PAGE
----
Ohio urges limits on prescribing anti-malaria drug that may treat COVID-19

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COLUMBUS (WCMH) — An unnerving aspect to the coronavirus is there isn’t a vaccine, and it may take over a year to create one. As a result, doctors have been trying to find other options.  

There’s a drug that in recent days you may have heard about a lot: hydroxychloroquine – a medicine used to treat several forms of malaria.  

“I think it’s exciting,” President Donald Trump said at his press briefing on March 20. “I think it’s going to be a game-changer and maybe not.” 

Trump has talked about the anti-malarial as a possible coronavirus treatment many times.  

Trials are underway, but there are still a lot of unknowns.  

“The scientists are not sure,” said Ohio Department of Health Director Dr. Amy Acton when asked about the drug’s effectiveness with regards to treating COVID-19. “It was seen as promising and really it was supposed to be used in these life or death circumstances when we really are out of things to try.” 

“We’re going to know very soon and I can tell you the FDA is working very hard to get it out,” Trump said in that same March 20 briefing.

In recent days, the number of prescriptions for hydroxychloroquine has rapidly increased, and that’s a problem. The drug is also used to treat Rheumatoid arthritis and lupus. Suddenly, those patients are struggling to get their medicine.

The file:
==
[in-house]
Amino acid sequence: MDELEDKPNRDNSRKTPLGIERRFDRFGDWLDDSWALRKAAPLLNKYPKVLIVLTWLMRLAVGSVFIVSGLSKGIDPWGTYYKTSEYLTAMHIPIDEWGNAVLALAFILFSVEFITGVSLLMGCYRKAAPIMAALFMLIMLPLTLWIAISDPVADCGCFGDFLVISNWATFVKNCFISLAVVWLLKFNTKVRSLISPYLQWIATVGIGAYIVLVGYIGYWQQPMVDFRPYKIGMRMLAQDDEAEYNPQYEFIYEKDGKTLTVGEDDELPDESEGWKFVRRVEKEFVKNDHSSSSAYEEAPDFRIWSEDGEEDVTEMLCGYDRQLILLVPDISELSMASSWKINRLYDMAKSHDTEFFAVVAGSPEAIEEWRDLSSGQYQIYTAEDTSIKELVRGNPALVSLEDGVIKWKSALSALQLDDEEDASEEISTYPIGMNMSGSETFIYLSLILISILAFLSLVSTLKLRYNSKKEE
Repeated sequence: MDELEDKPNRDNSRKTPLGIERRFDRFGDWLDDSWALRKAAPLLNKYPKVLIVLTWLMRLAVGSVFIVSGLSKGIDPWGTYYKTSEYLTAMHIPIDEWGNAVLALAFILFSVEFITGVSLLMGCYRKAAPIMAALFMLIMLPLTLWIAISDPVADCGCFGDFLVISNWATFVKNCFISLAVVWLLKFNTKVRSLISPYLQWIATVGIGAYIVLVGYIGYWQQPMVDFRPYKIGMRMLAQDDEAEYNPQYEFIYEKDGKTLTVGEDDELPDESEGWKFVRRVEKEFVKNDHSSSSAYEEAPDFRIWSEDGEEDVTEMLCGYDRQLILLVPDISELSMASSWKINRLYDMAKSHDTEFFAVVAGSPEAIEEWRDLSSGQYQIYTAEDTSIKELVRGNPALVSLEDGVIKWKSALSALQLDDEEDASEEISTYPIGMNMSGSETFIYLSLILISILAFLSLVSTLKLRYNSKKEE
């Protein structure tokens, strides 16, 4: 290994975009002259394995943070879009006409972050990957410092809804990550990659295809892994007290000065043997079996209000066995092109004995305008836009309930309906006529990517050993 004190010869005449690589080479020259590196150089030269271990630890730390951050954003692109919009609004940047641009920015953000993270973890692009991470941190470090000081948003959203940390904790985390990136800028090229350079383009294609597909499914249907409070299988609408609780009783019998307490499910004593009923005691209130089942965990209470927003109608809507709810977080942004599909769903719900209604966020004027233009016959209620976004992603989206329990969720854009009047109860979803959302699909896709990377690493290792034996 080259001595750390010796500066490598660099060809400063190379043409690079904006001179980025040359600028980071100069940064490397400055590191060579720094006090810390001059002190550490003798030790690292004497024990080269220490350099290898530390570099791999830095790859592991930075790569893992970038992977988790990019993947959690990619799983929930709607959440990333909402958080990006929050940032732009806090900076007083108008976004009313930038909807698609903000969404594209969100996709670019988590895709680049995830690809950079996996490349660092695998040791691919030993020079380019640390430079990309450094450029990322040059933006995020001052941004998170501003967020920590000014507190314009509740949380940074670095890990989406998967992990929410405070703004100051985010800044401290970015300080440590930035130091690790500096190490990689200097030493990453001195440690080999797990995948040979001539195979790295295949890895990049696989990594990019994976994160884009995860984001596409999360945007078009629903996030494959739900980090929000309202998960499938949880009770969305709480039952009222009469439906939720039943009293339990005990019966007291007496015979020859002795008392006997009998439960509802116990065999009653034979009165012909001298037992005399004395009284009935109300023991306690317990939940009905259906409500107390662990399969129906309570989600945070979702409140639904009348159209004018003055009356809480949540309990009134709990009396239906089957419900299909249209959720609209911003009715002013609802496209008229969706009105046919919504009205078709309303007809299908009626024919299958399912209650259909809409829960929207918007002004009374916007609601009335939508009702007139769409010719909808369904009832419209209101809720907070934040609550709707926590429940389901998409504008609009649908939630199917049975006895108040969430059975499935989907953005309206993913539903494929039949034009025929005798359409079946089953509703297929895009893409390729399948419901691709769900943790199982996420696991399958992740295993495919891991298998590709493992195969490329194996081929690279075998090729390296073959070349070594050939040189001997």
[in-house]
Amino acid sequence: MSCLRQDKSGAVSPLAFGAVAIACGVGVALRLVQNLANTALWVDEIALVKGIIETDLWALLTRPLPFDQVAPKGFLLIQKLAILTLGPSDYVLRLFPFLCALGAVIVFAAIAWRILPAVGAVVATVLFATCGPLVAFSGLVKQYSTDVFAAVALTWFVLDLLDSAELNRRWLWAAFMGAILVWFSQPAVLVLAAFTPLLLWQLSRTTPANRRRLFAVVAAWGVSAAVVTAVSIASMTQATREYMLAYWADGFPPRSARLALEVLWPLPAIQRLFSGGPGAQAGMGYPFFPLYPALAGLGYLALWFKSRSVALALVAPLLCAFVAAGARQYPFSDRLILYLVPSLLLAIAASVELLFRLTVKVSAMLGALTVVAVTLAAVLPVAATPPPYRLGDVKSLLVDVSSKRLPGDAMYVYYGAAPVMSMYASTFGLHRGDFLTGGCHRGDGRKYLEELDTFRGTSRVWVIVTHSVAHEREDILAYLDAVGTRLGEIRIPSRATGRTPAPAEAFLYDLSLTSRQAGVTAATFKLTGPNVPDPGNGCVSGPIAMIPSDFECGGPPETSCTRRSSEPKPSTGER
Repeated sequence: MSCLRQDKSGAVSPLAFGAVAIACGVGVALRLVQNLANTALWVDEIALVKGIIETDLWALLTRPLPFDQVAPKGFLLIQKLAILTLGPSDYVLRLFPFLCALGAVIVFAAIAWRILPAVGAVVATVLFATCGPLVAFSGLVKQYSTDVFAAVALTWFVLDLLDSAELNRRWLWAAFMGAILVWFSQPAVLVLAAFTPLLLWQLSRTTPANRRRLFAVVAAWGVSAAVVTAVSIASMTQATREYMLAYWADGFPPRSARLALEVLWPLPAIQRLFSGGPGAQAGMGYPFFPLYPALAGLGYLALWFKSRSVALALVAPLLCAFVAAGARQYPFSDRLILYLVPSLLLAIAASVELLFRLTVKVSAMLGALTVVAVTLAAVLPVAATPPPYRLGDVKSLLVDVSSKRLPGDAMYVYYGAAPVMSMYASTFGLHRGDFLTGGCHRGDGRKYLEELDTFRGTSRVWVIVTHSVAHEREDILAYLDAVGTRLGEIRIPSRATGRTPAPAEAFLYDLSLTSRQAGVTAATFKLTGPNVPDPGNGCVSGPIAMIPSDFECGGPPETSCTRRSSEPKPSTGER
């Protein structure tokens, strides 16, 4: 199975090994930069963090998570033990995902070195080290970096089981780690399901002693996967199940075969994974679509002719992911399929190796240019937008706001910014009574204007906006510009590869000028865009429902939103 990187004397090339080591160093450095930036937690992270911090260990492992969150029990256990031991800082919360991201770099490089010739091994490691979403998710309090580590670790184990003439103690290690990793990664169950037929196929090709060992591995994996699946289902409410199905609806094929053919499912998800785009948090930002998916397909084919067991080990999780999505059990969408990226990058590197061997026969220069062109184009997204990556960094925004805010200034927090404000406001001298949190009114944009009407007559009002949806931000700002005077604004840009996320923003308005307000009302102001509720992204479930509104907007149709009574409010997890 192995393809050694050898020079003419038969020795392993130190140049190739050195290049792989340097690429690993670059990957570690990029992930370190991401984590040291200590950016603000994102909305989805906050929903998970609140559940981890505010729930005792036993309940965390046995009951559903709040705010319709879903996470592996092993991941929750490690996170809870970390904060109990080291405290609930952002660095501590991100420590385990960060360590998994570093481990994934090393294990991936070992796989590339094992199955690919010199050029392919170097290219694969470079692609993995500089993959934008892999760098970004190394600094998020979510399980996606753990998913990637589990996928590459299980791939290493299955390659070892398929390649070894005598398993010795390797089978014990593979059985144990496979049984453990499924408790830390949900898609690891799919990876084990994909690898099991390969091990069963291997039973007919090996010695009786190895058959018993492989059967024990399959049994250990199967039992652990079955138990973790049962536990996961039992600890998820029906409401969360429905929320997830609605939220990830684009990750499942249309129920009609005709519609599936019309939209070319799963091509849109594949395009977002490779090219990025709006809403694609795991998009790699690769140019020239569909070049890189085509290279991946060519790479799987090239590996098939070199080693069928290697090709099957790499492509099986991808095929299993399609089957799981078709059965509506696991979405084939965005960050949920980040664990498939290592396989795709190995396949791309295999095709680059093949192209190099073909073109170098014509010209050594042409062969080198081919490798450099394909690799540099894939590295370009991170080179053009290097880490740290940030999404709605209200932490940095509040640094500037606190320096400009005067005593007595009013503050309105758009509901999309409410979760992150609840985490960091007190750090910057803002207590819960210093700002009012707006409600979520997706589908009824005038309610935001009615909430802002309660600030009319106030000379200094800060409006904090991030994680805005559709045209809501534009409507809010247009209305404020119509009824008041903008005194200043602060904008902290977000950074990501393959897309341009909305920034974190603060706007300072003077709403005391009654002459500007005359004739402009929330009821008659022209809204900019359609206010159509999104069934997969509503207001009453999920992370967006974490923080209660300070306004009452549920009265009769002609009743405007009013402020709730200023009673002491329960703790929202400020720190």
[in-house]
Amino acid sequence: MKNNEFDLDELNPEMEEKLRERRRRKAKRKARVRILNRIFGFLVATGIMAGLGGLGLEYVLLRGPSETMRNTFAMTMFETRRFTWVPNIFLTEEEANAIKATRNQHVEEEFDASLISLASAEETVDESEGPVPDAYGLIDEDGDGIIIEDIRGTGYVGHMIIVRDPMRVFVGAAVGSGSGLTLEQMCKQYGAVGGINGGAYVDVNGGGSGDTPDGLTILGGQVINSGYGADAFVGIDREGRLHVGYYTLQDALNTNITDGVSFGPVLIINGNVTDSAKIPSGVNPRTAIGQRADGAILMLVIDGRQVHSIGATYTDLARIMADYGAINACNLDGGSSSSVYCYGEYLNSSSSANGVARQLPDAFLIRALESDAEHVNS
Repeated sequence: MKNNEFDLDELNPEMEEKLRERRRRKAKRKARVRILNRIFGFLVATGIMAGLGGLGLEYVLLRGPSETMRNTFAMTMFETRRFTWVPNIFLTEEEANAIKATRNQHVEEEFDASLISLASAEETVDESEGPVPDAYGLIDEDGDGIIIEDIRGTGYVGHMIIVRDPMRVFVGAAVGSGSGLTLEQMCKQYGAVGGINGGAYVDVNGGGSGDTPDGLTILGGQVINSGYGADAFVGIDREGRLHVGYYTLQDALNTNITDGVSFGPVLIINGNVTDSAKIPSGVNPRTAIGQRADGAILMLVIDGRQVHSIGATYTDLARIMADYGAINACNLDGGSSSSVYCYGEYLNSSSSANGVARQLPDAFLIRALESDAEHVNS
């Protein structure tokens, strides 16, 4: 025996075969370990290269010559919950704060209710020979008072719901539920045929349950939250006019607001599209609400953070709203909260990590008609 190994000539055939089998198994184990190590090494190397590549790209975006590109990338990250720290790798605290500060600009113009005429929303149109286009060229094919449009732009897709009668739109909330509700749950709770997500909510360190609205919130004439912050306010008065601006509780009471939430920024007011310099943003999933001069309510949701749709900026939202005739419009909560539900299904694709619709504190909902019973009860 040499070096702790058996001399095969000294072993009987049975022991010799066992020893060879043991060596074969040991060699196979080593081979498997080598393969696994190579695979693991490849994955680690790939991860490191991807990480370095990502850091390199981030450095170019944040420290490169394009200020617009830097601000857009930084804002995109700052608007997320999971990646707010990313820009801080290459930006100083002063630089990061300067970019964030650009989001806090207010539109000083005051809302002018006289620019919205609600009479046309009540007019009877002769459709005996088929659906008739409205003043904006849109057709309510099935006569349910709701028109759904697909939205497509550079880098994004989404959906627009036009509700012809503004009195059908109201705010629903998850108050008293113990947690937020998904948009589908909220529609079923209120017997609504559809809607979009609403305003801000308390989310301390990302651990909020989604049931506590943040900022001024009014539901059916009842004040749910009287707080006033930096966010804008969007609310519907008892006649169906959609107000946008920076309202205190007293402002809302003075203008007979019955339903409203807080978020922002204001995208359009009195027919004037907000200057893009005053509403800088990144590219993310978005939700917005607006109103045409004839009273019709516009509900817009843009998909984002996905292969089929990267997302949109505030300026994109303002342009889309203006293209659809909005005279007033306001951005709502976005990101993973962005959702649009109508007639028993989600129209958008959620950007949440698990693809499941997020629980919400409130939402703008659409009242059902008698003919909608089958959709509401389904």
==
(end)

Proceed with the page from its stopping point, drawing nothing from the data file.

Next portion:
“They will have deterioration if they cannot use this drug,” Acton explained. “There is a shortage and we really need to use this judiciously.” 

Sunday morning, March 22, the Ohio Board of Pharmacy had an emergency conference call to try to slow down prescribing the anti-malarial drug to prevent stockpiling. The board unanimously passed modified rules with regards to prescribing chloroquine and hydroxychloroquine for coronavirus.  

Now, to get a prescription of the drug for COVID-19, a patient would need a confirmed positive test documented on the prescription and would be limited to no more than a 14-day supply.   

“It is not preventive, it’s not going to keep you from getting this,” Acton said. “It’s really important that we are thoughtful about our drug supply. Fellow physicians, primary care folks out there: let’s be really wise about this.” 

For those who take the drug for its intended uses, you will still be able to get your medication with your prescription.  

An Arizona man has died and his wife is in critical condition after the couple took chloroquine phosphate, an additive used to clean fish tanks.

Dr. Daniel Brooks, medical director of Banner Poison and Drug Information Center, says the last thing health officials want is for emergency rooms to be swamped by patients who believe they found a vague and risky solution that could potentially jeopardize their health.

Copyright 2020 Nexstar Broadcasting, Inc. All rights reserved. This material may not be published, broadcast, rewritten, or redistributed.

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